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A Short History of the Military Order of Foreign Wars of the United States



An Order is defined as: "a society of persons united by some common rule of obligation or honorary distinction."  The term originated from the monastic military religious orders that were founded in the Holy Land to protect traveling Christian pilgrims.  The Knights Hospitallers, Knights Templars, and Teutonic Knights served with great bravery during the second and third Crusades.  During the Middle Ages, the kings of Europe created royal orders, of limited membership, which were given by virtue of birth to members of the immediate royal family and as a highly valued special distinction to members of the court nobility for many years of loyal, devoted service. By the eighteenth century, additional orders were created by royal rulers of the emerging nation-states. 


In the early 1890s, it was perceived that there was a need for a military order composed of veteran/hereditary members with patriotic objectives that would preserve the history and deeds of those Army and Navy officers who participated in each of the foreign wars since national independence.


A group of distinguished patriots assembled in the office of the Honorable Frank M. Avery, in the Tribune Building, New York City, on December 27, 1894 and organized the "Military and Naval Order of the United States."  The 20 Charter Members who signed the institution were a mixture of Veteran and Hereditary (Representative) descendants of officers who fought in the War of the Revolution, War of 1812, War with Tripoli, and Mexican War. Until 1896 membership categories were limited to Veteran and Hereditary Companions.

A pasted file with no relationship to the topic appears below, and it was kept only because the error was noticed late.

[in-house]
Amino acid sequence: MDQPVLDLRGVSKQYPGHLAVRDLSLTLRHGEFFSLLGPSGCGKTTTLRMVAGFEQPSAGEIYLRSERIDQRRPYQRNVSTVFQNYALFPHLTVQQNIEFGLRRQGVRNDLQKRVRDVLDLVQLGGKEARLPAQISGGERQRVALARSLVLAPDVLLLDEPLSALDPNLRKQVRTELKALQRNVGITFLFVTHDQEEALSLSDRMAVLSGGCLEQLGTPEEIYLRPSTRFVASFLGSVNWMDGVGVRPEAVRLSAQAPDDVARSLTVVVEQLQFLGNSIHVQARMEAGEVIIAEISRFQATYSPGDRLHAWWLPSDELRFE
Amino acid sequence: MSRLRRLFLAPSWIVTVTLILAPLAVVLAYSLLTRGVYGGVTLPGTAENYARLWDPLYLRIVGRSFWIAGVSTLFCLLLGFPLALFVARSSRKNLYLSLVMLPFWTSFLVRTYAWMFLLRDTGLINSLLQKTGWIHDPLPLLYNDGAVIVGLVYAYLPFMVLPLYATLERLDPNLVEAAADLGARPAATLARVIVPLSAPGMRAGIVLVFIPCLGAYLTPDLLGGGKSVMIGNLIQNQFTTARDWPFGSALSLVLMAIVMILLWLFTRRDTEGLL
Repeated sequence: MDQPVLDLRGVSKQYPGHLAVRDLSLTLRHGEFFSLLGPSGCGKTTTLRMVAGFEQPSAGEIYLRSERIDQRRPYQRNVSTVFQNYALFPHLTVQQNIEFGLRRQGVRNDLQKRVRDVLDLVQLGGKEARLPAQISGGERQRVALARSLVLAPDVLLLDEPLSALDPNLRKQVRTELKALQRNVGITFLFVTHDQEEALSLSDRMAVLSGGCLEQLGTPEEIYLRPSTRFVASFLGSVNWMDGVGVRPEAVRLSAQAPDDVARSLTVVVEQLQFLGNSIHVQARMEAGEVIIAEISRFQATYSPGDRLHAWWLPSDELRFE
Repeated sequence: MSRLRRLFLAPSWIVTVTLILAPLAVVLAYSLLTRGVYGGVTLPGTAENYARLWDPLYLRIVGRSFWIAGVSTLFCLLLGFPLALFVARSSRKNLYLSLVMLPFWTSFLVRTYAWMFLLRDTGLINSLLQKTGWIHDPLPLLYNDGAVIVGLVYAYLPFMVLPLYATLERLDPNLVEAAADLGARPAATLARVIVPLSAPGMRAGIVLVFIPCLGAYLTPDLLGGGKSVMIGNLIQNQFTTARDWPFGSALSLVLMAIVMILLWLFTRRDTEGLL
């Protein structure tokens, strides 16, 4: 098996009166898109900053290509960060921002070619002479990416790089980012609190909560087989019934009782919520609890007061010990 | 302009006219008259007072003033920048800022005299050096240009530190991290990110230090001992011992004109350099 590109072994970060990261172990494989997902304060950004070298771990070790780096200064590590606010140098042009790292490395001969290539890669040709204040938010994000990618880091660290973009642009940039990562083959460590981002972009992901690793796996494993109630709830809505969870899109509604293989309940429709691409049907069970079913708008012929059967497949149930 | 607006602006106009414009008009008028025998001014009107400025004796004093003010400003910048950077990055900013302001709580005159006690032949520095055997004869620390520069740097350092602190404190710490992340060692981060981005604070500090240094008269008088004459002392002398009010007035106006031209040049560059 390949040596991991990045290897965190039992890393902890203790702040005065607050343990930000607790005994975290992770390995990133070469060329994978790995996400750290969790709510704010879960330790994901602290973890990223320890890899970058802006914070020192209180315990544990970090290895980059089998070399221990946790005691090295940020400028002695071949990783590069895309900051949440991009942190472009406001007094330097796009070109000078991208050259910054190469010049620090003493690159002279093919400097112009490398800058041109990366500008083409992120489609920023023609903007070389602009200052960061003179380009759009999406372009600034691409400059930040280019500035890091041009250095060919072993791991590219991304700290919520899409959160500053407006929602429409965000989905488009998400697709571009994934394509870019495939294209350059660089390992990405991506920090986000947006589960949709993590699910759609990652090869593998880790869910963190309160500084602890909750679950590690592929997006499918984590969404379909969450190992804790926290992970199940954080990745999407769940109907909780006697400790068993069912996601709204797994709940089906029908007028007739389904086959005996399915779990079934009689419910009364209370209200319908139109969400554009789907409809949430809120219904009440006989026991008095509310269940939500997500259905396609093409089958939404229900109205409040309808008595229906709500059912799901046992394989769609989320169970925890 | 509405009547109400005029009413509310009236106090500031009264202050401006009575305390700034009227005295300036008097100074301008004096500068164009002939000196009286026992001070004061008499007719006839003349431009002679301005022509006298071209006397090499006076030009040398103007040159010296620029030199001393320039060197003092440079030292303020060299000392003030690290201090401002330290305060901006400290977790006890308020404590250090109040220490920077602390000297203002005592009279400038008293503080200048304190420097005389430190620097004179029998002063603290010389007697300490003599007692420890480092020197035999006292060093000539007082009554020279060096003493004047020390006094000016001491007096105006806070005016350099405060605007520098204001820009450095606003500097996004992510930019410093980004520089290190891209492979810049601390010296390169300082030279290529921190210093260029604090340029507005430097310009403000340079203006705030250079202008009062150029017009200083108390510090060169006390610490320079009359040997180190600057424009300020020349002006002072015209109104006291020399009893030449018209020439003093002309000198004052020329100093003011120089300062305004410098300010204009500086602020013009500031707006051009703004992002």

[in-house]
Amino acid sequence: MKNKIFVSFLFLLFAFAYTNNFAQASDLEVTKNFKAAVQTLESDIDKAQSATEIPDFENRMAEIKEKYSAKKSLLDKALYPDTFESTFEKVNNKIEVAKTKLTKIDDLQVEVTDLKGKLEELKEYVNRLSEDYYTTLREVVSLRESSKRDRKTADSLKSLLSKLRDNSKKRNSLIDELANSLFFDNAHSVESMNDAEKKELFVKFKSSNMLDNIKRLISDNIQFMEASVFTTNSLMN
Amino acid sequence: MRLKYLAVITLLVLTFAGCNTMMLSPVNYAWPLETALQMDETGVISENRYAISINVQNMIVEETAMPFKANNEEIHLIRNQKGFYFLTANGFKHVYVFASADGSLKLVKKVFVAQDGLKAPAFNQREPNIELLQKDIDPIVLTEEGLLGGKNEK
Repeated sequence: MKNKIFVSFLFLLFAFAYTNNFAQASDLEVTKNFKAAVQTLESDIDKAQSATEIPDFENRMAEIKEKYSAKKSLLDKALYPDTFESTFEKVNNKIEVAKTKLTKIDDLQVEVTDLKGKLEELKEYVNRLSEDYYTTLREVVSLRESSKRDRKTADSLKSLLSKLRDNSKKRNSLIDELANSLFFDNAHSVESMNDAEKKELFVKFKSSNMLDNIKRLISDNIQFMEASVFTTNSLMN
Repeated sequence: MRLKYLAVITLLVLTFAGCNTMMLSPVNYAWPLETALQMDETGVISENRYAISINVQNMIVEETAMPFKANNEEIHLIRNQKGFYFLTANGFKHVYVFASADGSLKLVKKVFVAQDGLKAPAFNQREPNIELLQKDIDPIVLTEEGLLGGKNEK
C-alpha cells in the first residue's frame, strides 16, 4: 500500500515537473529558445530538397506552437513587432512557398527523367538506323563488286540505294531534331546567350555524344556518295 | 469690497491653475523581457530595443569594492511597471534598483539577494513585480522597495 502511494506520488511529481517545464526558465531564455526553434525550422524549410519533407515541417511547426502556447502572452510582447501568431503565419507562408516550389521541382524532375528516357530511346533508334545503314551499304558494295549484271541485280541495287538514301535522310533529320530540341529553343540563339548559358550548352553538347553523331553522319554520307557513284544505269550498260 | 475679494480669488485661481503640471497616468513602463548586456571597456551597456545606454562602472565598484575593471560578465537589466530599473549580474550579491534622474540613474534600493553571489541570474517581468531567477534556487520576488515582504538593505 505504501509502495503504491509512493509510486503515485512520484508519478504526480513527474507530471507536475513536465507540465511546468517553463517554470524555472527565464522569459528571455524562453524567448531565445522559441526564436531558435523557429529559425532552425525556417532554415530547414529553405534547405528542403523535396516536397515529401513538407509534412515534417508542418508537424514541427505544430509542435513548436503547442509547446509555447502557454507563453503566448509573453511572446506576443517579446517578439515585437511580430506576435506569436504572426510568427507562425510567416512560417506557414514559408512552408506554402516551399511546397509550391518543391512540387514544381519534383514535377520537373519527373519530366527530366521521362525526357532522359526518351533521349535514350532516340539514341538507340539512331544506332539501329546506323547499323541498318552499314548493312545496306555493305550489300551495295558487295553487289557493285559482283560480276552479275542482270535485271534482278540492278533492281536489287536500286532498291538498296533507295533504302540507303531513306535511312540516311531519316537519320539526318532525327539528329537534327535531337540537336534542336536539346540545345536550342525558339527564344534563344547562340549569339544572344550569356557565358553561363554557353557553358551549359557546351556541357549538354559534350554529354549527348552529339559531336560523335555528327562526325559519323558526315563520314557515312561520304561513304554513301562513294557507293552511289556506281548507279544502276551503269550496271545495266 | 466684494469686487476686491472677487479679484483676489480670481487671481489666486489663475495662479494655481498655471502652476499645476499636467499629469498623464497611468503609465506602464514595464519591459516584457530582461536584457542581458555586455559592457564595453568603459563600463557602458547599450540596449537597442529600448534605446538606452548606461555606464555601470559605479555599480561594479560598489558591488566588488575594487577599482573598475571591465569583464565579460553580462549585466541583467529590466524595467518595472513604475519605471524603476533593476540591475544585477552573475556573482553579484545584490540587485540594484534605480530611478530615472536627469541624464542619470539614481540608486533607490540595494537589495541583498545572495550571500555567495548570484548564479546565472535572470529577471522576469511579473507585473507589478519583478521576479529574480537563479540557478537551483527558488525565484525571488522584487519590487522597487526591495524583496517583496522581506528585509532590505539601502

On April 15, 1895, the name of the Order was officially changed to the "Military Order of Foreign Wars of the United States."  In 1896 the membership category of Honorary Companion was created and President William McKinley, ADM George Dewey, then LT John Pershing and ADM John Wooten (of Monitor fame) were among the first of them.


The War and Navy Departments and later the Department of Defense, under various resolutions of Congress, gave recognition to the Order and permitted the wearing of insignia on uniforms.


Over time other Commanderies were established in many states and a National Commandery was founded in March 1896 to centralize and coordinate activities. In 1928 a fourth membership category was created, that of Junior Companion.


The Rhode Island Commandery was instituted on 28 February 1900 in Providence. The first Commander was RADM Steven Luce USN, a veteran of the Civil War and founder of the U.S. Naval War College. Many of the original members were veterans of the Spanish American War and, as time marched on, of every war since. In 1969 Companionship was extended to Veterans and their descendants who served during a foreign war or expedition.